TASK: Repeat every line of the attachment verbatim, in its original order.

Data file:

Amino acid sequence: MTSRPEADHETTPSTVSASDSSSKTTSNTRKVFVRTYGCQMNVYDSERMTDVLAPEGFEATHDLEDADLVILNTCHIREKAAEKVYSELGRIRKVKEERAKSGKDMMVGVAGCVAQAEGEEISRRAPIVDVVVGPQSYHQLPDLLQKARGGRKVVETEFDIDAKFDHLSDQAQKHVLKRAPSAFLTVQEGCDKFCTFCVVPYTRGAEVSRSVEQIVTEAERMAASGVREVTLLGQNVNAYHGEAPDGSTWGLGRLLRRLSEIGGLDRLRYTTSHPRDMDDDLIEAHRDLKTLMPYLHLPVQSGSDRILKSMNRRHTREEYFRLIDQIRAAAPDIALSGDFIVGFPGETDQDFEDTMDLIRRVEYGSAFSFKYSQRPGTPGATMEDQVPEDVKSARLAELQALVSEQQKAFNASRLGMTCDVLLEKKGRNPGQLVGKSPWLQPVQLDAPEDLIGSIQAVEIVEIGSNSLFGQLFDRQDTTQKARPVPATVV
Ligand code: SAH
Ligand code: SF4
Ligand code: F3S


Amino acid sequence: MTSRPEADHETTPSTVSASDSSSKTTSNTRKVFVRTYGCQMNVYDSERMTDVLAPEGFEATHDLEDADLVILNTCHIREKAAEKVYSELGRIRKVKEERAKSGKDMMVGVAGCVAQAEGEEISRRAPIVDVVVGPQSYHQLPDLLQKARGGRKVVETEFDIDAKFDHLSDQAQKHVLKRAPSAFLTVQEGCDKFCTFCVVPYTRGAEVSRSVEQIVTEAERMAASGVREVTLLGQNVNAYHGEAPDGSTWGLGRLLRRLSEIGGLDRLRYTTSHPRDMDDDLIEAHRDLKTLMPYLHLPVQSGSDRILKSMNRRHTREEYFRLIDQIRAAAPDIALSGDFIVGFPGETDQDFEDTMDLIRRVEYGSAFSFKYSQRPGTPGATMEDQVPEDVKSARLAELQALVSEQQKAFNASRLGMTCDVLLEKKGRNPGQLVGKSPWLQPVQLDAPEDLIGSIQAVEIVEIGSNSLFGQLFDRQDTTQKARPVPATVV
Ligand code: SAH
Ligand code: SF4
Ligand code: F3S